Establishment apologists step up to dismiss George Washington’s warning
March 13, 2014
A poll released earlier this week reveals Americans are following the advice of George Washington and Ron Paul that the United States should mind its own business and avoid getting involved in the Ukraine crisis.
Obama at odds with the American people he supposedly represents.
“The poll reflects a war-weary American public that is still very reticent to get involved in international conflicts,” reports The Washington Post. “The American people were similarly opposed to military intervention in Syria last year, despite President Obama calling for the use of force and seeking congressional approval for action.”
56 percent of respondents to a Pew Research poll said the United States government and military should “not get too involved in the situation,” while 8 percent said the U.S. should consider “military options.” 29 percent said the Obama administration needs to take a “firm stand” against Russia’s supposed incursion into Ukraine.
On Wednesday it was reported Ukraine had conducted a surveillance flight over its border with Russia under the 1992 Open Skies treaty. The flight confirmed Russia has not amassed its military on the border. The coup government in Kyiv claims Russia moved 220,000 troops, 1,800 tanks and 400 helicopters on its eastern border.
Arizona Republican Senator John McCain told Andrea Mitchell of MSNBC last week he did “not see a military option” in Ukraine “and it’s tragic.” He said the United States has not attacked Russia due to Obama’s “feckless” foreign policy and because the administration has “been near delusional in thinking that the Cold War was over.”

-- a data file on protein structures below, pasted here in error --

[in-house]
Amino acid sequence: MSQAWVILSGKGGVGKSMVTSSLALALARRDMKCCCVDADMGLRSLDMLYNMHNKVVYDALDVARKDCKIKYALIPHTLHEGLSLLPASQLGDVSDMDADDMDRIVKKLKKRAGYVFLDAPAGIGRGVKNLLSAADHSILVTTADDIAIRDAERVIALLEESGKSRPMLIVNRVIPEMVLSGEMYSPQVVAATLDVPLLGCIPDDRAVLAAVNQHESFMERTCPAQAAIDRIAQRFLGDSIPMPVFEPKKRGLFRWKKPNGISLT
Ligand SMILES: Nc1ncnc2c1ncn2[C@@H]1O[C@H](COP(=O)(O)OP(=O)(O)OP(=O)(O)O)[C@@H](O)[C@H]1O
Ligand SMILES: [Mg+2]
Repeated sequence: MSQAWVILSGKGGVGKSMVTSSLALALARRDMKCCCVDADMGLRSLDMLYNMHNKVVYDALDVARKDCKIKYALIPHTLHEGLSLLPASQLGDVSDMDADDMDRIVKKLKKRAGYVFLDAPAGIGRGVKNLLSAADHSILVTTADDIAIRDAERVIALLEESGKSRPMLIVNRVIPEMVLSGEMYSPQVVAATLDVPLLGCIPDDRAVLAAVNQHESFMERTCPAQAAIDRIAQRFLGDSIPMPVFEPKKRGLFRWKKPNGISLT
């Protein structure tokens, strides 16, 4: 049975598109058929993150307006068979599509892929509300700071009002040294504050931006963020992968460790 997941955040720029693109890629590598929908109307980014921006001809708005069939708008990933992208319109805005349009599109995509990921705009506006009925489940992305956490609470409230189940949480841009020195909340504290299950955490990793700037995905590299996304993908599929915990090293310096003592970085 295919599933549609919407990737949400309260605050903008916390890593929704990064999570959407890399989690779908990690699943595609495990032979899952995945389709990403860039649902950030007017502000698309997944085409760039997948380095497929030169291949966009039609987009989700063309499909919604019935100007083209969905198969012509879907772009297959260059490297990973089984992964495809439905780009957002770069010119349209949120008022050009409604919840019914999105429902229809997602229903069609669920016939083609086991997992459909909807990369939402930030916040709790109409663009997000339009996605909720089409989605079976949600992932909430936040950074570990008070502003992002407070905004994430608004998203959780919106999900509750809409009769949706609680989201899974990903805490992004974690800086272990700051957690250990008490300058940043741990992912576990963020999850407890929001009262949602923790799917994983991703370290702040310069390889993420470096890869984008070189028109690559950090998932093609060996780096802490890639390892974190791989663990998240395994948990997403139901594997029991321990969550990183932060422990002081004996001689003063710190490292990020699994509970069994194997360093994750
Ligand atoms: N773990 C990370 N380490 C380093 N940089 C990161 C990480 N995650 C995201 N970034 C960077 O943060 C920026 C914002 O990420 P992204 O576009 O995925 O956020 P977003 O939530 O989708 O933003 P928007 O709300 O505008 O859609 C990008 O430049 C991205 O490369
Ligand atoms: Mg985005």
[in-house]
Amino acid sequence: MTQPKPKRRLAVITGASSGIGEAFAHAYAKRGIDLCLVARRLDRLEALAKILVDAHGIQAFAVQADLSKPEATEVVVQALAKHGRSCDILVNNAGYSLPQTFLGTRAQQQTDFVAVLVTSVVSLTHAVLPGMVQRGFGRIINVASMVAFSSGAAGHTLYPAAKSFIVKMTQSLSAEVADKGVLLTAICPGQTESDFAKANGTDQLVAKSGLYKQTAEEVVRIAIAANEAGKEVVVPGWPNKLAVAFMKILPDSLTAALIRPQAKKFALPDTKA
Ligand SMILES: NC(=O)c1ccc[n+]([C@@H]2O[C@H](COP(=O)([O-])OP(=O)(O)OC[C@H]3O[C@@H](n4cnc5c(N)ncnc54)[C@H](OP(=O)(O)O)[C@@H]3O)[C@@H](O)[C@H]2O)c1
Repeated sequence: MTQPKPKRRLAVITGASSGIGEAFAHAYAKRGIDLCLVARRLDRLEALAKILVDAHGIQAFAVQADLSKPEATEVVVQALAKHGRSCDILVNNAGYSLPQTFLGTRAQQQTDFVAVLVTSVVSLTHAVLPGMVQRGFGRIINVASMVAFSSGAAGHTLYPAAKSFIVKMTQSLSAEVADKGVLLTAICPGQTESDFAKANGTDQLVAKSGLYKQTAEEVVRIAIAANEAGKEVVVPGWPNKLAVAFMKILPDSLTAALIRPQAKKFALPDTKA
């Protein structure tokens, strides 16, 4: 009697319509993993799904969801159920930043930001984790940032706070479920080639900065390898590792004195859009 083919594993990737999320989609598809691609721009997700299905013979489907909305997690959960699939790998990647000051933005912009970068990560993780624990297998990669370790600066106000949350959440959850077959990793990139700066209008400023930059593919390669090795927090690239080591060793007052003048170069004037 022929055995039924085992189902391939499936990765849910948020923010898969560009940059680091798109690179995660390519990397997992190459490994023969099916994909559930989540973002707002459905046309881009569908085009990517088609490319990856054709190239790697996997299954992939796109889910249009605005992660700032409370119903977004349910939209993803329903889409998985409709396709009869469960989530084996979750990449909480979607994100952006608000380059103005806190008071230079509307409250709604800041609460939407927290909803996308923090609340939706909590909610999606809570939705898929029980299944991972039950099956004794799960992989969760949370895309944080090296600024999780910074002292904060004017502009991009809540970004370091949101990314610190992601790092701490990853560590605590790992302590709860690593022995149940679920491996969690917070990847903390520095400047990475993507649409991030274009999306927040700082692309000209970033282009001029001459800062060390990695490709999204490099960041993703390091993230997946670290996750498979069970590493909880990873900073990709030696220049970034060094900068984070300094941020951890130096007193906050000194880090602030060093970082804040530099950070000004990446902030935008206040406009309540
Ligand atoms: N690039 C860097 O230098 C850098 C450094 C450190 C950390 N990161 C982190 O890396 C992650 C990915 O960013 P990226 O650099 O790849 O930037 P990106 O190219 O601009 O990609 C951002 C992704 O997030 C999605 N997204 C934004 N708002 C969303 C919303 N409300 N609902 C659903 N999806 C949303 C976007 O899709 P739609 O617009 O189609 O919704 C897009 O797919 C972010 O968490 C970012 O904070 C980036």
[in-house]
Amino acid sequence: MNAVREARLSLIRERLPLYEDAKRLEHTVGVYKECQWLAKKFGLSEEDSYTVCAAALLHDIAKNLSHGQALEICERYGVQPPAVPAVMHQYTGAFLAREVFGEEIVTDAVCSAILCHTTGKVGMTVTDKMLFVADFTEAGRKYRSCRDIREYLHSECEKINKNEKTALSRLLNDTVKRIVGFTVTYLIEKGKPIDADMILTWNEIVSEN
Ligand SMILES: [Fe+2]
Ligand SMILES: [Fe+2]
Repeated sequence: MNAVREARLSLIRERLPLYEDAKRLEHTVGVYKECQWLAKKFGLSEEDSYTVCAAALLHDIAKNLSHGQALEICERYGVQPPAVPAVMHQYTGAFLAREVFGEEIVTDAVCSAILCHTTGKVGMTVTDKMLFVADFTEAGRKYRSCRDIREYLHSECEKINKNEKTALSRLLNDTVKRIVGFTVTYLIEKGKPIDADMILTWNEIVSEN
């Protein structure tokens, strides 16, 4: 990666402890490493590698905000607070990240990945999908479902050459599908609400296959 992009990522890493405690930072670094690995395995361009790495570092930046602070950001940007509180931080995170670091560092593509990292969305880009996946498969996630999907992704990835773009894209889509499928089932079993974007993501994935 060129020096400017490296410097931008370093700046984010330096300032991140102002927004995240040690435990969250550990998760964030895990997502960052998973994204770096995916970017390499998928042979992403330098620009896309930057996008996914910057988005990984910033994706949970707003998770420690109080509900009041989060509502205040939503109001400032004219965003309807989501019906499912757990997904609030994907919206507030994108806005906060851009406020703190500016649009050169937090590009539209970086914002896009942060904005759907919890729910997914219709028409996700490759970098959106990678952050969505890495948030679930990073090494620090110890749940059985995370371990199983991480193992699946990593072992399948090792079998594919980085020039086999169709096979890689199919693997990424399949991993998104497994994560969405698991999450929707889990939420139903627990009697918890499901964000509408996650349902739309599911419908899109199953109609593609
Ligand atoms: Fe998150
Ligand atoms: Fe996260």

Despite McCain’s reproof, Secretary of State John Kerry said earlier this month the administration would be open to using the military against Russia in Ukraine. “The hope of the U.S. and everybody in the world is not to see this escalate into a military confrontation,” he said.
David Brooks, writing for The New York Times on Monday, lamented the war weariness of the American people. He characterized it as Americans believing “that the U.S. should be less engaged in world affairs” and no longer interested in helping “solve the world’s problems.” Always the establishment apologist, Brooks said Americans “have lost faith in the idea that American political and military institutions can do much to shape the world. American opinion is marked by an amazing sense of limitation — that there are severe restrictions on what political and military efforts can do.”
Brooks did not provide specific examples how “political and military efforts” shaped Afghanistan, Iraq, and Libya. In Libya, for instance, political chaos following the invasion by the United States and NATO in 2011 has paralyzed the country and may result in its break up. Brooks did not bother to mention the niggling fact the participation of the United States in the military effort resulted in an estimated 30,000 dead people. Iraq also faces disintegration along political, ethnic and religious lines.
“Brooks uses the words ‘should be less engaged’ instead of ‘mind its own business’ which is the language that Pew used. But hey, it’s David Brooks. His job is to make government stench come off as potpourri,” writes Chris Rossini.
George W. Bush characterized millions of Americans opposed to the invasion of Iraq as little more than a “focus group” and the Obama administration, despite pledges to the contrary and withered olive branches, has continued the Bush neocon agenda more or less uninterrupted as the script appearing on Obama’s teleprompter demands. McCain and Kerry may talk about militarily confronting a nuclear super power over minor issues in Russia’s backyard, but military action is becoming increasingly circumscribed for the establishment as Americans voice their distaste for endless war.